When someone walks into a mom-and-pop store or moves through the aisles of a supermarket, he sees the products he is looking for but also other things! You see the products next to the ones you were looking for in the first place and might reconsider. You could walk into a department store without even knowing what you wanted or even needed in the first place! You just stroll around, let your eyes wander and – yes! – discover stuff! Why do you think IKEA is so successful? Because in contrast to many furniture stores that have existed before, customers can go for a walk through a fun home accessory wonderland and always (always!) buy something. You might have planned to have a look at some pillow cases, you end up buying a garlic press and some Swedish chocolate: that’s the IKEA effect, product discovery at its best!
The Excel-sheet/category approach is the exact opposite: if people know exactly what they want, understand the category structure they are faced with or use the right search phrases, they will pointed to the desired products. If they are looking for a bit of inspiration, however, they are lost.
Let’s once more delve into what has just been said about mail order. One thing I can distinctly remember is how my mother enjoyed sitting on the couch with a cup of coffee and the OTTO catalog (OTTO, which is now a multi-billion Euro retailer, sent out their first catalog in 1950 in Germany), casually flicking through the pages and seeing what they had to offer. She would write down the article numbers of the products she found interesting, pick up the phone and order. A couple of days later the parcel would arrive, and some weeks after that, the invoice had to be paid. Reading the catalog like a magazine, ie. even making it an enjoyable act is something that supports inspiration and product discovery. In the last years, however, the shopping experience centered more and more around male technophiles than inspiration-seeking female discoverers.
There are a number of strategies that try to support the discovery bit while still clinging to the old taxonomy model. This is where all shades of so-called cross- or upselling come in. Modern shop systems allow the administrator to manually interconnect products so that if a visitor sees the product details of the pot, he sees those of the lid – and vice versa. Other strategies try to upsell the customer by showing something underneath the shopping cart that is connected to what’s already in the cart – only much better and only slightly more expensive.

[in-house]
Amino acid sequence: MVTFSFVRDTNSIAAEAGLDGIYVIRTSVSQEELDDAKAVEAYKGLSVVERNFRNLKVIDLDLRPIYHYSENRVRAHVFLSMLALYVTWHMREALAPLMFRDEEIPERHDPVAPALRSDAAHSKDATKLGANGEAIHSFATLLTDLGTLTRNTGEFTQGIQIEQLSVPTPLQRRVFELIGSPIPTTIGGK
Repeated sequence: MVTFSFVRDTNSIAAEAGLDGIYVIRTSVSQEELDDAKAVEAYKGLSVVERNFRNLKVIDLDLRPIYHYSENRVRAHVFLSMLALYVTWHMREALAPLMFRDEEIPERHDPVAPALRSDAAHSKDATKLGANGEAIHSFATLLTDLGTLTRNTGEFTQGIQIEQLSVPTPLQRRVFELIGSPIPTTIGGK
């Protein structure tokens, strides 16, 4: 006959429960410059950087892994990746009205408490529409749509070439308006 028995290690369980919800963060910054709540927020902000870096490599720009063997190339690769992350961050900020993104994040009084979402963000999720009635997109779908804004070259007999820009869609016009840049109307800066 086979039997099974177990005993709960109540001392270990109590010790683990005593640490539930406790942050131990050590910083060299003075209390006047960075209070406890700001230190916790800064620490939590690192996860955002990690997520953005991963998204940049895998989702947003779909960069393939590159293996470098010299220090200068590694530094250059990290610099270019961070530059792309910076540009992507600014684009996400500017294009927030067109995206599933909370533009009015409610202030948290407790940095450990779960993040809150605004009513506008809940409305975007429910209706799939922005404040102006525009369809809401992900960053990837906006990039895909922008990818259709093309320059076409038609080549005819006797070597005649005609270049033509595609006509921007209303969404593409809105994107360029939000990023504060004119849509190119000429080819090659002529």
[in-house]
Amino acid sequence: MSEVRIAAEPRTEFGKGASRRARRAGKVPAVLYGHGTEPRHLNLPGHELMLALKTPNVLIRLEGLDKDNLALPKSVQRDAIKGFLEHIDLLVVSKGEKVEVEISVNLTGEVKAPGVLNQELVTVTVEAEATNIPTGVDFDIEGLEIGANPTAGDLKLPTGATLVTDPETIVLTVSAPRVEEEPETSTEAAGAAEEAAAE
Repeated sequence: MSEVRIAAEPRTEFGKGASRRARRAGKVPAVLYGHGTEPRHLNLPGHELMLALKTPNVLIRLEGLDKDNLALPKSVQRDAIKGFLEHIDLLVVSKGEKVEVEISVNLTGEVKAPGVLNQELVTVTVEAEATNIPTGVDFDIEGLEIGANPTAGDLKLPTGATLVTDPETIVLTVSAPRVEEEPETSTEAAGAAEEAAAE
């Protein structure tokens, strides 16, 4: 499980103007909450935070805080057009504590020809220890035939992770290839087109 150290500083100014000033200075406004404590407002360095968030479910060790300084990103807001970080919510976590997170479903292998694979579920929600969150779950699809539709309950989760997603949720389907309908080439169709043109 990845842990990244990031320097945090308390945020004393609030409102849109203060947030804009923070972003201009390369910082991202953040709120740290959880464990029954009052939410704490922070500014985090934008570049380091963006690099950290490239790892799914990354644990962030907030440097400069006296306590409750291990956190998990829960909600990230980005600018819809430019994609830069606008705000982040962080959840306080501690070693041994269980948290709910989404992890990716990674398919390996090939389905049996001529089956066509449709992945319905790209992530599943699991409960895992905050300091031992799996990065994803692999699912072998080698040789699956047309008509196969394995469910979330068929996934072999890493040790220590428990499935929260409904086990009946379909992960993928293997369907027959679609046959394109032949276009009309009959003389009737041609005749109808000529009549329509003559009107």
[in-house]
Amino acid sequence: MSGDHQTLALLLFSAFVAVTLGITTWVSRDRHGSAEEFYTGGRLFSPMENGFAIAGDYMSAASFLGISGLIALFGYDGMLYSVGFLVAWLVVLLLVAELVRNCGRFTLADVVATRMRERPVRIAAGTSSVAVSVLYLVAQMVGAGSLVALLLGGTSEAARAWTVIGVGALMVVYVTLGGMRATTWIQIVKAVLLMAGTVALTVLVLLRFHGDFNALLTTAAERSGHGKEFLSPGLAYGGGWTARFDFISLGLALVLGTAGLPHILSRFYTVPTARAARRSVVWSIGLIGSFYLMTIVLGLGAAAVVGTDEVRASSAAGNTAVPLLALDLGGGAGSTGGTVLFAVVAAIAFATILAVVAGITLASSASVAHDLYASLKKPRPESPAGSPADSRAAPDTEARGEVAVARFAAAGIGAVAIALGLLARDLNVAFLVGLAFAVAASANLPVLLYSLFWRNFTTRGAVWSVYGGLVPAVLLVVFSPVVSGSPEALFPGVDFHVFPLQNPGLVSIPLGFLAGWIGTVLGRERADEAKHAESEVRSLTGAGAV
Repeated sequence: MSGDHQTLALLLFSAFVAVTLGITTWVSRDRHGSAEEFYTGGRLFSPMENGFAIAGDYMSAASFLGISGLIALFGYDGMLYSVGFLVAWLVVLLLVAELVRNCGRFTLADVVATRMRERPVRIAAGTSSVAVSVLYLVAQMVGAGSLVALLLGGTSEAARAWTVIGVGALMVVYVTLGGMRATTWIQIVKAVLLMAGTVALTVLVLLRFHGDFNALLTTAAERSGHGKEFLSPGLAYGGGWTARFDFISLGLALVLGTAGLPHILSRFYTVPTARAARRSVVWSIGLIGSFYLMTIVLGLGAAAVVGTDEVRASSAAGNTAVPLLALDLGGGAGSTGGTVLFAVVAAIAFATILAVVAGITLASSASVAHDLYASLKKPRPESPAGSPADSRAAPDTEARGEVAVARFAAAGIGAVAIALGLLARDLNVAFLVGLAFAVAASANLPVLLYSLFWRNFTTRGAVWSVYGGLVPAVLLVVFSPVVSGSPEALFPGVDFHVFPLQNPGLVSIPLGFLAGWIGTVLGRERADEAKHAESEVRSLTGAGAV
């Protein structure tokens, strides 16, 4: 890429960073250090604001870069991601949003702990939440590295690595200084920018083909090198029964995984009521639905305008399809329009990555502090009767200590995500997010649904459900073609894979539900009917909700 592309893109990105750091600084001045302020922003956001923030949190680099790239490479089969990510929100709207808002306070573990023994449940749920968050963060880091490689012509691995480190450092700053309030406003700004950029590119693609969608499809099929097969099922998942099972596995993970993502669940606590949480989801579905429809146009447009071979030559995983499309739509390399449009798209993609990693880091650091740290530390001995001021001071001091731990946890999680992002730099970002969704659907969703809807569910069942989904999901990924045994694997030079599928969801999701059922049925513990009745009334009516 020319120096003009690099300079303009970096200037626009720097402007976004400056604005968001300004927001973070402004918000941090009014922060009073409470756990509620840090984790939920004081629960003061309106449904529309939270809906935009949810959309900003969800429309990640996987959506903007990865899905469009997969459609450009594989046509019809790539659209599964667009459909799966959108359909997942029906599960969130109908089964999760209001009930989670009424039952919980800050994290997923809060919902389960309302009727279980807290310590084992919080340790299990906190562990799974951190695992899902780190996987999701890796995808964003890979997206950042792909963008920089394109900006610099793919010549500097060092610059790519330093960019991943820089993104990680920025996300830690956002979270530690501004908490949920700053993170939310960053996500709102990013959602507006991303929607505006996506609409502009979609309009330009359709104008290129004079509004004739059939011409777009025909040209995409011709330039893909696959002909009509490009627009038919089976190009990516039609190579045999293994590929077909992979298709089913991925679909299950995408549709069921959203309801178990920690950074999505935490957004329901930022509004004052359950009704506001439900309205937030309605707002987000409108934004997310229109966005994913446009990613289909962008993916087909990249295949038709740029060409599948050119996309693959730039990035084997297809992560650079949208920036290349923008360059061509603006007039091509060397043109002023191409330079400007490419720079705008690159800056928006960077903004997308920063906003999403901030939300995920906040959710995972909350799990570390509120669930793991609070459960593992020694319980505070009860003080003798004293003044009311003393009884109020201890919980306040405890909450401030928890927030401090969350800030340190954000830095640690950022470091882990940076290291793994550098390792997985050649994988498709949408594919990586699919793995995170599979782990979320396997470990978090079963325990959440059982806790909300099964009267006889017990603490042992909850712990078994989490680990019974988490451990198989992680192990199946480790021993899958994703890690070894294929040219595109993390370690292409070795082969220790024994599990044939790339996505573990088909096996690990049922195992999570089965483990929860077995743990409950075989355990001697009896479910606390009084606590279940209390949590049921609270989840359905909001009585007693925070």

Modern recommendation engines go a step further and analyse the purchasing behaviour of statistically relevant groups of customers. If enough people have bought product A together with product B, those two will be presented together or even offered as a set at a reduced price – you Amazoners will know exactly what I mean.
A number of shops try to break free of old paradigms and focus on so-called product worlds. The German Tchibo chain, which began their business with selling coffee, now also has a large online store for clothing and all sorts of household items. The clou: Using the slogan “Every week a new world”, Tchibo offers a large, image-rich brochure containing products revelant for the current topic. People scroll through the offers – I should rather say immerge themselves in what Tchibo has to offer – and casually put some of the products into the shopping cart.
The Social Layer
Another aspect of the types of enhanced product discovery we will see in the future is the increasing importance of the social layer. Coming up with successful product worlds like in the Tchibo example is a sign of competent and imaginative product managers, and building a recommendation engine able to output relevant results is a technological feat, no doubt. In my opinion, however, this is just the tip of the iceberg and could be turned into a much better customer experience by integrating one’s social graph. If the choice of products is based on what I or people close to me have expressed in one of the various social channels, this would make for an unequally better product discovery experience. Just a small example: For most people it would work to be shown snow gear in December while browsing Tchibo. But what the system knew I was planning on going to Australia for Xmas?
There’s much more to be said about product discovery, which will surely happen on this blog. I’ve tried to cover some basics, most of which, however, need to be looked at in more detail. What’s also missing in this picture: The incredible rise of tablet salesm, which will also support models that center around product discovery, in a casual environment.
(Image by Evil Erin)